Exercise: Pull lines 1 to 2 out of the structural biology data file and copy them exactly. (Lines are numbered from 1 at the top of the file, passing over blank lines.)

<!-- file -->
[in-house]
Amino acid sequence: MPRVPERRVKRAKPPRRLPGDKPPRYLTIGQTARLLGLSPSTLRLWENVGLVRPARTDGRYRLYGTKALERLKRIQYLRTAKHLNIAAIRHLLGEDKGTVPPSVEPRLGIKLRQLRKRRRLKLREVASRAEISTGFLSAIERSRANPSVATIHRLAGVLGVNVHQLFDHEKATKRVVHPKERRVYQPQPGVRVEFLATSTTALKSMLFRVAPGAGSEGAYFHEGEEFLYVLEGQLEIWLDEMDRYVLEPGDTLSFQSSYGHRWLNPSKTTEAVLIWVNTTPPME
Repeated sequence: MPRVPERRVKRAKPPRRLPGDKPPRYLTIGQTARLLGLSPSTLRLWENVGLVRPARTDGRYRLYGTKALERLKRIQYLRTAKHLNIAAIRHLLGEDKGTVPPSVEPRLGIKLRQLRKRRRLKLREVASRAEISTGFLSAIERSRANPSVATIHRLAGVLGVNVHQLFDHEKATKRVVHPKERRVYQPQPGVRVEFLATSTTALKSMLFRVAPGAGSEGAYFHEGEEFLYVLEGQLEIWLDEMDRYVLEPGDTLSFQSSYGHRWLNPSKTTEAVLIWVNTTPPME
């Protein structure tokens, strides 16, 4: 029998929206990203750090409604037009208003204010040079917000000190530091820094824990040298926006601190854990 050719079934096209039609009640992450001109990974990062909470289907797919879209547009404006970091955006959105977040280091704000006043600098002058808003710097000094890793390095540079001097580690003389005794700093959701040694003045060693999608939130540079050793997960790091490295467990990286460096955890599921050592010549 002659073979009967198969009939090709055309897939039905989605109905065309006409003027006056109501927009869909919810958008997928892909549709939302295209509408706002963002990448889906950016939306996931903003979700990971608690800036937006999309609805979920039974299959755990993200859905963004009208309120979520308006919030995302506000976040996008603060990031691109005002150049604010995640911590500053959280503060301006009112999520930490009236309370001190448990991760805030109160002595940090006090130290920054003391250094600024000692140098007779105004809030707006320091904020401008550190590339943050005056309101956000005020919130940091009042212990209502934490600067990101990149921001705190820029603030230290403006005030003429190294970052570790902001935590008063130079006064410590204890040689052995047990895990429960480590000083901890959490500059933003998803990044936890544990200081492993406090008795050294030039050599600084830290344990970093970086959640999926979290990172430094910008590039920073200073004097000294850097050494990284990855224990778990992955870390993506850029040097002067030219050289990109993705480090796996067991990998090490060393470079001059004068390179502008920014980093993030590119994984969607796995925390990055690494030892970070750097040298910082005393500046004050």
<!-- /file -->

[in-house]
Amino acid sequence: MPRVPERRVKRAKPPRRLPGDKPPRYLTIGQTARLLGLSPSTLRLWENVGLVRPARTDGRYRLYGTKALERLKRIQYLRTAKHLNIAAIRHLLGEDKGTVPPSVEPRLGIKLRQLRKRRRLKLREVASRAEISTGFLSAIERSRANPSVATIHRLAGVLGVNVHQLFDHEKATKRVVHPKERRVYQPQPGVRVEFLATSTTALKSMLFRVAPGAGSEGAYFHEGEEFLYVLEGQLEIWLDEMDRYVLEPGDTLSFQSSYGHRWLNPSKTTEAVLIWVNTTPPME